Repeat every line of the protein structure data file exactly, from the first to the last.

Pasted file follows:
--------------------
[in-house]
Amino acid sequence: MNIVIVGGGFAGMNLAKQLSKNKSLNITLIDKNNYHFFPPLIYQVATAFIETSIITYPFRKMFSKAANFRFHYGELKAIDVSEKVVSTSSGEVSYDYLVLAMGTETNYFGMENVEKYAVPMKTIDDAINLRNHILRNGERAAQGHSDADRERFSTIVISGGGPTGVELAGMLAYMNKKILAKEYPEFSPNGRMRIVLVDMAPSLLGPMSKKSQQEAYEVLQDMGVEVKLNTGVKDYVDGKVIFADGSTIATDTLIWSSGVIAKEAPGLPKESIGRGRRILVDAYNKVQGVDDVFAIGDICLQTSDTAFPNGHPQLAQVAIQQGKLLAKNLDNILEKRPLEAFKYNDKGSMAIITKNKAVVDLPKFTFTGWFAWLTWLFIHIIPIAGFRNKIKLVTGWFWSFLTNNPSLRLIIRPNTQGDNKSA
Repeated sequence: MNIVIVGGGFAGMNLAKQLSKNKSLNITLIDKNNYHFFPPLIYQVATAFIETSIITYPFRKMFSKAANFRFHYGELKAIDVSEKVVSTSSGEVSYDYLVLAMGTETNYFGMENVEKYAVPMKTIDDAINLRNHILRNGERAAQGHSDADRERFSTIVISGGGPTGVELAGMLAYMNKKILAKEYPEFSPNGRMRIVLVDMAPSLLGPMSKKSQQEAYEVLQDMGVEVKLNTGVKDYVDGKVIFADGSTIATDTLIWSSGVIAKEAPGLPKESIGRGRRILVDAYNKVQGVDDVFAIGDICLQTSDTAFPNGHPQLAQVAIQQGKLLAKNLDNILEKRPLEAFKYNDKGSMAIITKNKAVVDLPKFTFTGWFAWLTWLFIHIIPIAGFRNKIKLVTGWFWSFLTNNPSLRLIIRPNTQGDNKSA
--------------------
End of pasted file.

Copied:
[in-house]
Amino acid sequence: MNIVIVGGGFAGMNLAKQLSKNKSLNITLIDKNNYHFFPPLIYQVATAFIETSIITYPFRKMFSKAANFRFHYGELKAIDVSEKVVSTSSGEVSYDYLVLAMGTETNYFGMENVEKYAVPMKTIDDAINLRNHILRNGERAAQGHSDADRERFSTIVISGGGPTGVELAGMLAYMNKKILAKEYPEFSPNGRMRIVLVDMAPSLLGPMSKKSQQEAYEVLQDMGVEVKLNTGVKDYVDGKVIFADGSTIATDTLIWSSGVIAKEAPGLPKESIGRGRRILVDAYNKVQGVDDVFAIGDICLQTSDTAFPNGHPQLAQVAIQQGKLLAKNLDNILEKRPLEAFKYNDKGSMAIITKNKAVVDLPKFTFTGWFAWLTWLFIHIIPIAGFRNKIKLVTGWFWSFLTNNPSLRLIIRPNTQGDNKSA
Repeated sequence: MNIVIVGGGFAGMNLAKQLSKNKSLNITLIDKNNYHFFPPLIYQVATAFIETSIITYPFRKMFSKAANFRFHYGELKAIDVSEKVVSTSSGEVSYDYLVLAMGTETNYFGMENVEKYAVPMKTIDDAINLRNHILRNGERAAQGHSDADRERFSTIVISGGGPTGVELAGMLAYMNKKILAKEYPEFSPNGRMRIVLVDMAPSLLGPMSKKSQQEAYEVLQDMGVEVKLNTGVKDYVDGKVIFADGSTIATDTLIWSSGVIAKEAPGLPKESIGRGRRILVDAYNKVQGVDDVFAIGDICLQTSDTAFPNGHPQLAQVAIQQGKLLAKNLDNILEKRPLEAFKYNDKGSMAIITKNKAVVDLPKFTFTGWFAWLTWLFIHIIPIAGFRNKIKLVTGWFWSFLTNNPSLRLIIRPNTQGDNKSA